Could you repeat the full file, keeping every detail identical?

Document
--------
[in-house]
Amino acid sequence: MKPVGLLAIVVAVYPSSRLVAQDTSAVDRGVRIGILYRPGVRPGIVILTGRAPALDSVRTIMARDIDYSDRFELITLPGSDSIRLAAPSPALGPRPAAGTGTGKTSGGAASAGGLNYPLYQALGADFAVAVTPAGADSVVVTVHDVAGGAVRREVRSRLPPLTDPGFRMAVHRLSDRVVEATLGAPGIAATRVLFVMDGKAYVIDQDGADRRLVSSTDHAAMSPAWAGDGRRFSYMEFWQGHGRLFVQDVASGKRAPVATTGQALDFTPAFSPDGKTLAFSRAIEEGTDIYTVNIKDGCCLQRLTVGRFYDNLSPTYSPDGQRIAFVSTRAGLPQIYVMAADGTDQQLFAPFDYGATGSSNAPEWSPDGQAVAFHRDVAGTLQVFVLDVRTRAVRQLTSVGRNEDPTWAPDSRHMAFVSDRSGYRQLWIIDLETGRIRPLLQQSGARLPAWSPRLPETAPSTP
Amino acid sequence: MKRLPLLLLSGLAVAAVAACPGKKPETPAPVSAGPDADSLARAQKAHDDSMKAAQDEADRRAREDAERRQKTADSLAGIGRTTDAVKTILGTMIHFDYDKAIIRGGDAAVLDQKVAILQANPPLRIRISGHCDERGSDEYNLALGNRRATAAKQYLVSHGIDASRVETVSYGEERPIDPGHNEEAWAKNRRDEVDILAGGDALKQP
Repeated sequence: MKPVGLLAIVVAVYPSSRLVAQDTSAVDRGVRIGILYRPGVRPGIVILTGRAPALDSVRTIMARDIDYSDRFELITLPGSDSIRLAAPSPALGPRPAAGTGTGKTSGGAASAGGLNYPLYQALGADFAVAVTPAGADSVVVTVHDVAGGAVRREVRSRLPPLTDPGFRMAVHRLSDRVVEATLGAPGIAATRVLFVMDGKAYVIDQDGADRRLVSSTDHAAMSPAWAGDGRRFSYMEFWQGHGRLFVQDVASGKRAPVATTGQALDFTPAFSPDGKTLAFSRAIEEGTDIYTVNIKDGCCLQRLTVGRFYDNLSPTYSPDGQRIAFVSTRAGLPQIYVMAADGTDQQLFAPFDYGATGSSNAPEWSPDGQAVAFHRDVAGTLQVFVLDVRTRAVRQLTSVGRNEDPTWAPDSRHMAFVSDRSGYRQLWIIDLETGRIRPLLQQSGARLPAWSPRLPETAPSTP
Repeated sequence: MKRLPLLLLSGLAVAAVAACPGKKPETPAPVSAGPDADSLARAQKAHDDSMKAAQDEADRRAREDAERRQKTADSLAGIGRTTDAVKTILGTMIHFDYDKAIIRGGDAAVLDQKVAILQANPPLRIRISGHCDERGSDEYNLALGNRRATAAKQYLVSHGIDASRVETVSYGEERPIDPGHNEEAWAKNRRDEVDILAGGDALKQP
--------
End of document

[in-house]
Amino acid sequence: MKPVGLLAIVVAVYPSSRLVAQDTSAVDRGVRIGILYRPGVRPGIVILTGRAPALDSVRTIMARDIDYSDRFELITLPGSDSIRLAAPSPALGPRPAAGTGTGKTSGGAASAGGLNYPLYQALGADFAVAVTPAGADSVVVTVHDVAGGAVRREVRSRLPPLTDPGFRMAVHRLSDRVVEATLGAPGIAATRVLFVMDGKAYVIDQDGADRRLVSSTDHAAMSPAWAGDGRRFSYMEFWQGHGRLFVQDVASGKRAPVATTGQALDFTPAFSPDGKTLAFSRAIEEGTDIYTVNIKDGCCLQRLTVGRFYDNLSPTYSPDGQRIAFVSTRAGLPQIYVMAADGTDQQLFAPFDYGATGSSNAPEWSPDGQAVAFHRDVAGTLQVFVLDVRTRAVRQLTSVGRNEDPTWAPDSRHMAFVSDRSGYRQLWIIDLETGRIRPLLQQSGARLPAWSPRLPETAPSTP
Amino acid sequence: MKRLPLLLLSGLAVAAVAACPGKKPETPAPVSAGPDADSLARAQKAHDDSMKAAQDEADRRAREDAERRQKTADSLAGIGRTTDAVKTILGTMIHFDYDKAIIRGGDAAVLDQKVAILQANPPLRIRISGHCDERGSDEYNLALGNRRATAAKQYLVSHGIDASRVETVSYGEERPIDPGHNEEAWAKNRRDEVDILAGGDALKQP
Repeated sequence: MKPVGLLAIVVAVYPSSRLVAQDTSAVDRGVRIGILYRPGVRPGIVILTGRAPALDSVRTIMARDIDYSDRFELITLPGSDSIRLAAPSPALGPRPAAGTGTGKTSGGAASAGGLNYPLYQALGADFAVAVTPAGADSVVVTVHDVAGGAVRREVRSRLPPLTDPGFRMAVHRLSDRVVEATLGAPGIAATRVLFVMDGKAYVIDQDGADRRLVSSTDHAAMSPAWAGDGRRFSYMEFWQGHGRLFVQDVASGKRAPVATTGQALDFTPAFSPDGKTLAFSRAIEEGTDIYTVNIKDGCCLQRLTVGRFYDNLSPTYSPDGQRIAFVSTRAGLPQIYVMAADGTDQQLFAPFDYGATGSSNAPEWSPDGQAVAFHRDVAGTLQVFVLDVRTRAVRQLTSVGRNEDPTWAPDSRHMAFVSDRSGYRQLWIIDLETGRIRPLLQQSGARLPAWSPRLPETAPSTP
Repeated sequence: MKRLPLLLLSGLAVAAVAACPGKKPETPAPVSAGPDADSLARAQKAHDDSMKAAQDEADRRAREDAERRQKTADSLAGIGRTTDAVKTILGTMIHFDYDKAIIRGGDAAVLDQKVAILQANPPLRIRISGHCDERGSDEYNLALGNRRATAAKQYLVSHGIDASRVETVSYGEERPIDPGHNEEAWAKNRRDEVDILAGGDALKQP